Sales of George Orwell’s dystopic novel 1984 have skyrocketed in the wake of the NSA scandal. Clearly, the revelation that Big Brother actually is watching us has readers scrambling to literature for context, comfort, and counsel. But why stop at 1984? Here are 15 other fantastic books in which abuse of surveillance is a major plot point. Let’s hope this article doesn’t get us on the PRISM watch list, but if so—hi there, NSA! How’s life?
1. Moore’s captivating graphic novel depicts a totalitarian regime that depends on snitches, spies, and off-the-grid purges.
2. Atwood builds a world in which women are forced into sexual slavery and placed under constant surveillance.
3. Based on his harrowing survival of the Russian revolution, Zamyatin’s We argues that sacrificing individuality comes with a devastating price.
4. Collins’ bestselling series is set in a world where government surveillance is a given, and ordinary citizens watch the deaths of teenagers on TV.
5. Kafka’s protagonist wanders helplessly through the bureaucratic nightmare of the legal system, unable to find his accuser.
6. Wells’ classic tale begins with the creepy idea that our Martian neighbors have been studying our weaknesses for millennia.
7. Long before 1984, there was mythology: the gods are always watching, and they aren’t shy about intervening either!
8. Huxley’s masterpiece is often sold alongside 1984, as they are so thematically similar.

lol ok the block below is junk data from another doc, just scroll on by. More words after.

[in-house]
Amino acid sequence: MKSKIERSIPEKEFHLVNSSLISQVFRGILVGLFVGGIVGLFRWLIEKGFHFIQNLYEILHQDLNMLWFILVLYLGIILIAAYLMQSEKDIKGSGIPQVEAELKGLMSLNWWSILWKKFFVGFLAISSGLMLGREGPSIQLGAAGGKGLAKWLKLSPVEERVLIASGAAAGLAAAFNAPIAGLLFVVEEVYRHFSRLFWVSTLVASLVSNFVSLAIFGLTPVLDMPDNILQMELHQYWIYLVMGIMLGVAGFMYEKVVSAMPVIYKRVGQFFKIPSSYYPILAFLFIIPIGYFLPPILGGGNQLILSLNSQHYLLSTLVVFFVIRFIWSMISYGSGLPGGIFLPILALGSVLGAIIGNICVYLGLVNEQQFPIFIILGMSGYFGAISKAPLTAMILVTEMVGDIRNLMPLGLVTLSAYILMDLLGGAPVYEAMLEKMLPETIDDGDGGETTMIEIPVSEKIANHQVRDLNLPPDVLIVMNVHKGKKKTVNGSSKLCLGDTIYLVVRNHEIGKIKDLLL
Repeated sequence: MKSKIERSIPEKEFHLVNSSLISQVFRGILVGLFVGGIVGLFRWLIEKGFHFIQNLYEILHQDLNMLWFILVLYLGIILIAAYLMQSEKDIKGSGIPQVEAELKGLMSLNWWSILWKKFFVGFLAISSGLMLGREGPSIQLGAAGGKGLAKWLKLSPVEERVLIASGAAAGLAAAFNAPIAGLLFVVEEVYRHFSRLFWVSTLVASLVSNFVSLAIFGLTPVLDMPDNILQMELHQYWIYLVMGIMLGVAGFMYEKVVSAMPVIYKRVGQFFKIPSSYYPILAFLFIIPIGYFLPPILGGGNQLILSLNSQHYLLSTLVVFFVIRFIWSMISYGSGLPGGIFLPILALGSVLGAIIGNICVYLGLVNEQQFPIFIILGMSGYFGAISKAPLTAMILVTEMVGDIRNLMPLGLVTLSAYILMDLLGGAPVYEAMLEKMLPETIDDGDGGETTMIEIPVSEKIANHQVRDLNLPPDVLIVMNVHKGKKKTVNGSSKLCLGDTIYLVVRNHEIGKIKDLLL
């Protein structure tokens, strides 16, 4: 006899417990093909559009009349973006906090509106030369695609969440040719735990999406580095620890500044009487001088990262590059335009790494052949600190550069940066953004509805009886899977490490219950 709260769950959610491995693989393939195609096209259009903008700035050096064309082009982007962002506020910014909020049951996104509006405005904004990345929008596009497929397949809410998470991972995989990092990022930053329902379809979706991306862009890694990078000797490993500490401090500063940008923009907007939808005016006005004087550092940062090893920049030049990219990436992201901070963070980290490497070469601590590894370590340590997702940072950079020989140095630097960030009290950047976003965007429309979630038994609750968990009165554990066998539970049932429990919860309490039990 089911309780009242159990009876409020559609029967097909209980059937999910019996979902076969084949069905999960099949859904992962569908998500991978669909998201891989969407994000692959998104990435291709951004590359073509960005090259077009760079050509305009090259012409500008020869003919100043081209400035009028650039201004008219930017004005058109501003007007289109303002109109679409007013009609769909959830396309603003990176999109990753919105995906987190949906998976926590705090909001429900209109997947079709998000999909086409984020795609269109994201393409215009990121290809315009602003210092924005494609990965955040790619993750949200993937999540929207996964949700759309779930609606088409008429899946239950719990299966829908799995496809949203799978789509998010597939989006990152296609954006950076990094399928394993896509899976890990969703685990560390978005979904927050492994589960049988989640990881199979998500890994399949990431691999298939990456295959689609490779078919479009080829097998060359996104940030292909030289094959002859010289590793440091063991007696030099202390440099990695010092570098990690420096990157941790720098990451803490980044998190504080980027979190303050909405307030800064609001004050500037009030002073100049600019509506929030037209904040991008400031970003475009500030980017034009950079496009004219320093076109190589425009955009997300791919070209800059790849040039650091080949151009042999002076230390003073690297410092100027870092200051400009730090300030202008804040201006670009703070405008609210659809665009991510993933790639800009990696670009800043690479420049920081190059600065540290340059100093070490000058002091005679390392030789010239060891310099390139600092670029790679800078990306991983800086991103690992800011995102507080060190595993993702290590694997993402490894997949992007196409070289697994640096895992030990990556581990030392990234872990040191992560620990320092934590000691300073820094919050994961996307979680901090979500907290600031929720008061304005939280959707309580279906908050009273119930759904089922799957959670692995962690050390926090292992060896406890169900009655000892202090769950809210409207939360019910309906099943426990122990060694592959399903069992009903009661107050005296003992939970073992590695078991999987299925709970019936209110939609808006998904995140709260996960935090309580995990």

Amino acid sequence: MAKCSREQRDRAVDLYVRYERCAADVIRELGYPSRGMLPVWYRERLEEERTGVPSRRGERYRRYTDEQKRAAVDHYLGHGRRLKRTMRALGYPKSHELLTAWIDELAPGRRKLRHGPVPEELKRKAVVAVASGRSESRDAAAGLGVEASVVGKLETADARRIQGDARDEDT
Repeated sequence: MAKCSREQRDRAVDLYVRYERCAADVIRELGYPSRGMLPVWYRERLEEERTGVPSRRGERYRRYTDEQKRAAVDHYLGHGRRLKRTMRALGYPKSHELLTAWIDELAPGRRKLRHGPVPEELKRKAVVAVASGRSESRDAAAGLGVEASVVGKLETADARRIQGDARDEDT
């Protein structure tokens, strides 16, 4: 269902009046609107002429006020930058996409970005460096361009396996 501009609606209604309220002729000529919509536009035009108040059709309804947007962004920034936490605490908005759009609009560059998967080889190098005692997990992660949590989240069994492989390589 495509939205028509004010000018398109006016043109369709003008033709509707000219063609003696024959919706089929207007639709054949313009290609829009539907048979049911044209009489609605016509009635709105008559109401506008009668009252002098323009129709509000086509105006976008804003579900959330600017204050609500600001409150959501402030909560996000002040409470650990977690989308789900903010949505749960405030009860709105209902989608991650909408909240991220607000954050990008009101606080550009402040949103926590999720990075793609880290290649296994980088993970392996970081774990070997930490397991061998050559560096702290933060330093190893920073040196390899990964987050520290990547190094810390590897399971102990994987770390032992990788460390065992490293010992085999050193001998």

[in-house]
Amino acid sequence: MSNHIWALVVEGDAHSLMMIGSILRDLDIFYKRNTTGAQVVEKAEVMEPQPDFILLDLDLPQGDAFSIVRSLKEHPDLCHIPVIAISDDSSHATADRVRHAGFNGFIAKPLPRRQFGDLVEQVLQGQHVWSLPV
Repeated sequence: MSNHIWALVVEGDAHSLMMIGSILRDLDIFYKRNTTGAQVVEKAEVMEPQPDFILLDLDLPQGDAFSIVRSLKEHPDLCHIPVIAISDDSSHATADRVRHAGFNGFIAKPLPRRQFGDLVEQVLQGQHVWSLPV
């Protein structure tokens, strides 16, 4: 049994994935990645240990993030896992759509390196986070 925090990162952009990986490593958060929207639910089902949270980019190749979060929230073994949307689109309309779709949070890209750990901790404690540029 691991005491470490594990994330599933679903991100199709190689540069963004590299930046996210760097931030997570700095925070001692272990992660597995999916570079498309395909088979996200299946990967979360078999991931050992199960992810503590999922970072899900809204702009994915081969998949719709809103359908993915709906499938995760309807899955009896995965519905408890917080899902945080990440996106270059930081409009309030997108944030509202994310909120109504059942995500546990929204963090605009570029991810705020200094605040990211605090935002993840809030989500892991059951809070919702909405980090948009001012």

9. Doctorow’s action-packed YA novel follows a group of street-smart teens as they stand up against government overreach.
10. A Scanner Darkly is only one of many Philip K. Dick ruminations on widespread surveillance (see also: “The Minority Report”).
11. Bradbury’s dark masterpiece depicts a tyrannical government dead set on robbing its citizens of a powerful tool: books.
12. The second book of Hawks’ Fourth Realm Trilogy, The Traveler depicts a world run by totalitarian spies known as the Brethren.
13. Poe’s famous poem features a protagonist haunted by ghosts and watched by an ominous raven.
14. Most of Gibson’s “cyberpunk” novels feature ubiquitous surveillance systems, but Neuromancer takes the cake.
15. Bentham introduced the idea of the “panopticon” prison to the world, in which guards can see prisoners but prisoners can’t see guards.
Need even more surveillance reads? Check out this list.